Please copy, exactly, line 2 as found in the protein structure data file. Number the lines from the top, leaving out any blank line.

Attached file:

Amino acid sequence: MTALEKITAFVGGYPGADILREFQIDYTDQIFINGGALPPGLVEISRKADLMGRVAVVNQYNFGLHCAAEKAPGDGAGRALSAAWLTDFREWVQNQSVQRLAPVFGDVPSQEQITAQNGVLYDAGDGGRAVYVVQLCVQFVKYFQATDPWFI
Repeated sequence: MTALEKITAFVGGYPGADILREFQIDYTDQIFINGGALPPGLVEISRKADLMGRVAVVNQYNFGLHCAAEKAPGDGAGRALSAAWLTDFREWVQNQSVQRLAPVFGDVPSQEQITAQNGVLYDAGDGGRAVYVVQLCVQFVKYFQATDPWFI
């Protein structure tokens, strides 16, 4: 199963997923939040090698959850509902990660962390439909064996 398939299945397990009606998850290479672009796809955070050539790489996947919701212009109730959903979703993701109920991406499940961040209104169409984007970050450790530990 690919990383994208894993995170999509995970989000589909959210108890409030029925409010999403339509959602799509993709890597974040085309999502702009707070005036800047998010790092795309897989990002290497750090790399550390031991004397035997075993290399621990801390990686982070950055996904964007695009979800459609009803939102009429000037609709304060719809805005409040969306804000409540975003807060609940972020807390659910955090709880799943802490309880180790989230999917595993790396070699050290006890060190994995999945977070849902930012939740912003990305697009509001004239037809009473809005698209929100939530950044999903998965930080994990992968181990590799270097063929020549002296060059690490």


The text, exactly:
Repeated sequence: MTALEKITAFVGGYPGADILREFQIDYTDQIFINGGALPPGLVEISRKADLMGRVAVVNQYNFGLHCAAEKAPGDGAGRALSAAWLTDFREWVQNQSVQRLAPVFGDVPSQEQITAQNGVLYDAGDGGRAVYVVQLCVQFVKYFQATDPWFI